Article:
The structure, and similarly open spaces within architecture

The history of the
museum has long been oriented around the ways in which it presents art to the
public, specifically in terms of the museum’s physical structure and use of
space. The architecture of museums have shifted over from monumental temple to
instrumental white cube, occupying a role on either pole that began to blur
during the second half of the twentieth century and through today with
contemporary art practice. As art began to change, the dominance of one syle of
museum was mitigated, as museums demonstrated through architecture a response
to the evolution of art and its purpose. With the end of modernism, artwork
began to require a diverse variety of spatial settings, as well the vast
variety of art in all forms, mediums and sizes influenced museum diversification
and individuality, as no style was deemed solely superior. Although
contemporary art in regard to its ranging form, size and medium was given privilege
to museums that not only had room, but also that evoked influence back in the
artist. A successful museum was therefore successful in ability to find a place
between the instrument and monument, using architecture and space in obtaining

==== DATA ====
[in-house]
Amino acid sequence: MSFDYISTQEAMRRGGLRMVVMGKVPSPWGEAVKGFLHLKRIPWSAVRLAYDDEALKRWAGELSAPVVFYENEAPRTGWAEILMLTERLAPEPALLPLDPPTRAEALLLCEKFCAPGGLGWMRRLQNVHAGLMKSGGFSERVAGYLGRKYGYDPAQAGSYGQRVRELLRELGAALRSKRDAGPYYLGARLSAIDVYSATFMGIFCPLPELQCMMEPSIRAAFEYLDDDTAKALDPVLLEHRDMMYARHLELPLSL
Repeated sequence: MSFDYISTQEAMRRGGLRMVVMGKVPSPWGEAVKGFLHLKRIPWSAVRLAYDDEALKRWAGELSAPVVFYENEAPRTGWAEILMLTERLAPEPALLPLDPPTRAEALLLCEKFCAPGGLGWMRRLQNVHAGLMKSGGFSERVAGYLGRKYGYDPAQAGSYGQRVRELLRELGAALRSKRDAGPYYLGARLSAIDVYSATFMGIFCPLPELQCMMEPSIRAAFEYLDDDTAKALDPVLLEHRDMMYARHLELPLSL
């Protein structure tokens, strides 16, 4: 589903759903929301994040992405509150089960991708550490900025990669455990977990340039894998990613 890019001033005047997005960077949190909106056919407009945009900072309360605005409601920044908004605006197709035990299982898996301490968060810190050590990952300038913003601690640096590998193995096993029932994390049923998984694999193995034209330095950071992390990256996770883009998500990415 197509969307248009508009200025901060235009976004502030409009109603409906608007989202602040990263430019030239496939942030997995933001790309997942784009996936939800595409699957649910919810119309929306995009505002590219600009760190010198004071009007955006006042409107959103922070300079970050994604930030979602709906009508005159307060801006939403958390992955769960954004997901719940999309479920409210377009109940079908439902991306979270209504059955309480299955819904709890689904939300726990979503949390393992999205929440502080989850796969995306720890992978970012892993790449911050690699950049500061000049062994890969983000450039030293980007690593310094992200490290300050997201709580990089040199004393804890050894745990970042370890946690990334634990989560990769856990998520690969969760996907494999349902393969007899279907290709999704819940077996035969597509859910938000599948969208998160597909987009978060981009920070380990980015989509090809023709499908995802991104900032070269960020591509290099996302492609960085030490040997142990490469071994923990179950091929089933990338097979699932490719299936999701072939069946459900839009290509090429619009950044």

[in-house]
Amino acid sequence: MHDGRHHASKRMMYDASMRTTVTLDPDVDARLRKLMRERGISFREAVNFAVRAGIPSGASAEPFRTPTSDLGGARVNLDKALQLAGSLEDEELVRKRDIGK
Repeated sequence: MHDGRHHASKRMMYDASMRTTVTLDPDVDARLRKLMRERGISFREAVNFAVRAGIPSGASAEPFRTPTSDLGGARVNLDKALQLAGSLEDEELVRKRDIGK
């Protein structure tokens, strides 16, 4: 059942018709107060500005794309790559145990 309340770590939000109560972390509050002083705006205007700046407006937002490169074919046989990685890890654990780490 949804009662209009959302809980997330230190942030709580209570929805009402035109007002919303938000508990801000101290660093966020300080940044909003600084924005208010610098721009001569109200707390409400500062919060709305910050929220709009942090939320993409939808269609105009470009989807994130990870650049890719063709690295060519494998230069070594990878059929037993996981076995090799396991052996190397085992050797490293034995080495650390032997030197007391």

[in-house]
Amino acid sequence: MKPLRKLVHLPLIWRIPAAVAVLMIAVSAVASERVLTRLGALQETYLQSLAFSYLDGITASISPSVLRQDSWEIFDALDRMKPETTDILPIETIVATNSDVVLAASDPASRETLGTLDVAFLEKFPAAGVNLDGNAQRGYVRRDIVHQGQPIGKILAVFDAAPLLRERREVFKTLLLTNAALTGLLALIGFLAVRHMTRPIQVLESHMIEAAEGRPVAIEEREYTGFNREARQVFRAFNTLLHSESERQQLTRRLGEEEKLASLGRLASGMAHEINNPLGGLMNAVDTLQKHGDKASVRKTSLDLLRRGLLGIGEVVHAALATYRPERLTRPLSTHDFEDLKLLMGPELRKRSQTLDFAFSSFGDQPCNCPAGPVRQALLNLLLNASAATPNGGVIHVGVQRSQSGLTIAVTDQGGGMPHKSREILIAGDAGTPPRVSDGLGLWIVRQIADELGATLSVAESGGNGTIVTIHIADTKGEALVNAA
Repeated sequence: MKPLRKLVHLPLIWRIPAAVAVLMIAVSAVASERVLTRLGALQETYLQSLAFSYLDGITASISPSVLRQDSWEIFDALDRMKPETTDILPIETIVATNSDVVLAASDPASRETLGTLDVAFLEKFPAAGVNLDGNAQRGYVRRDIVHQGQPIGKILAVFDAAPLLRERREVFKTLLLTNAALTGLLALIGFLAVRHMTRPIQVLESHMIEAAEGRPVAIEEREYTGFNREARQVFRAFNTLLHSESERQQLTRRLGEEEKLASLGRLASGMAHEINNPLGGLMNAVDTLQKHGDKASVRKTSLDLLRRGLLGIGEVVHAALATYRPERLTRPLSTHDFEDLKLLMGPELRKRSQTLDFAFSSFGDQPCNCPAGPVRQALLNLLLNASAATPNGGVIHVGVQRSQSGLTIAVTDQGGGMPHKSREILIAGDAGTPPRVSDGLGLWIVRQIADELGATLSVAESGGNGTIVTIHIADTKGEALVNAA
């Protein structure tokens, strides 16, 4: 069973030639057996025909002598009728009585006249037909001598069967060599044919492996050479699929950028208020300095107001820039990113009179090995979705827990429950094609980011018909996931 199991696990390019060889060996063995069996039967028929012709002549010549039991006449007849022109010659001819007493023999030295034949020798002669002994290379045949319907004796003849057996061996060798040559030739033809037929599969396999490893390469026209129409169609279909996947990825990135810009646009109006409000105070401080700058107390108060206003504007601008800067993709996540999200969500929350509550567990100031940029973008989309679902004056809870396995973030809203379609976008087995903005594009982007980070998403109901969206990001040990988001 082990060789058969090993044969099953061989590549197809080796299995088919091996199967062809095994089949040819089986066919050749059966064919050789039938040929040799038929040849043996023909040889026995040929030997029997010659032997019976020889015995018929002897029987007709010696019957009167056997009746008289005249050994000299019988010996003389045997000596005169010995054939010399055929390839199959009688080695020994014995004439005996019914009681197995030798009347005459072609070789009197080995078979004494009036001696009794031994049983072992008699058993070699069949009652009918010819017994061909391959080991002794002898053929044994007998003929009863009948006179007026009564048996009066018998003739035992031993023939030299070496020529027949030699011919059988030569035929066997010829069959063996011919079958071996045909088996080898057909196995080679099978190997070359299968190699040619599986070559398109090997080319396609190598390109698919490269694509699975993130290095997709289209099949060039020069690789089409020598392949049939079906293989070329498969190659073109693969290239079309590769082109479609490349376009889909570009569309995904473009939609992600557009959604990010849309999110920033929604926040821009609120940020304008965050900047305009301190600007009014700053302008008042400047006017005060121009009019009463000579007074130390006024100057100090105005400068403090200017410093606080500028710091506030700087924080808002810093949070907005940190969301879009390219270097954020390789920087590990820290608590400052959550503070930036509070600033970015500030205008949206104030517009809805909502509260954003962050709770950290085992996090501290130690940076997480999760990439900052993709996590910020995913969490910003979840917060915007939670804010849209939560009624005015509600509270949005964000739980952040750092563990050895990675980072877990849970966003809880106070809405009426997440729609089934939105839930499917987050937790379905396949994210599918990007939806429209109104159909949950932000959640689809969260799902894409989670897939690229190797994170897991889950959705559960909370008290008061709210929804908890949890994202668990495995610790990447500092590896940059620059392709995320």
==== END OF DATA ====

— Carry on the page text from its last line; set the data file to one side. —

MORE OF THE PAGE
this success. What has been a key success in the relationship between the
architecture of museum, the art it hold and the audience, is the architect’s understanding
of what space can accomplish and the curator’s job of employing this space most
accurately through art’s evolving and diverse demands. Architecture in every regard
bean to be reiterated as not only framing a collection or exhibition, but as a
canvas in and of itself. The negative space within a work of art is often a
fundamental component of its structure, and similarly open spaces within architecture
help define a building and its relationship with its contents. When the
building is a museum, the open spaces operate in a unique way, as a literal
canvas onto which an artist may construct his or her own reality. The museum
building demonstrates and dynamic narrative that gives reference and
understanding to art in a way that is important for both ‘physical and
intellectual resonance with the audience.’ The museum experience has evolved to
the point where factors never anticipated before are being pursued, in which an
artist employs the museum as a part of his or her work, allowing museums to
adapt and evolve in a manner that is direct with not only artists, but changes
aspects of space and building through art without ever actually changing its
foundation. Art references the presence and meaning of the museum building and
vice versa. The Museum of Modern Art, Guggenheim, and Tate Modern represent
three different museums that have responded differently to the evolution of art
and the role of architecture and space, and each institutions embracement and
response to art is accomplished most successfully when their understanding of
architecture and space is employed in manner indicative of monument and
instrument.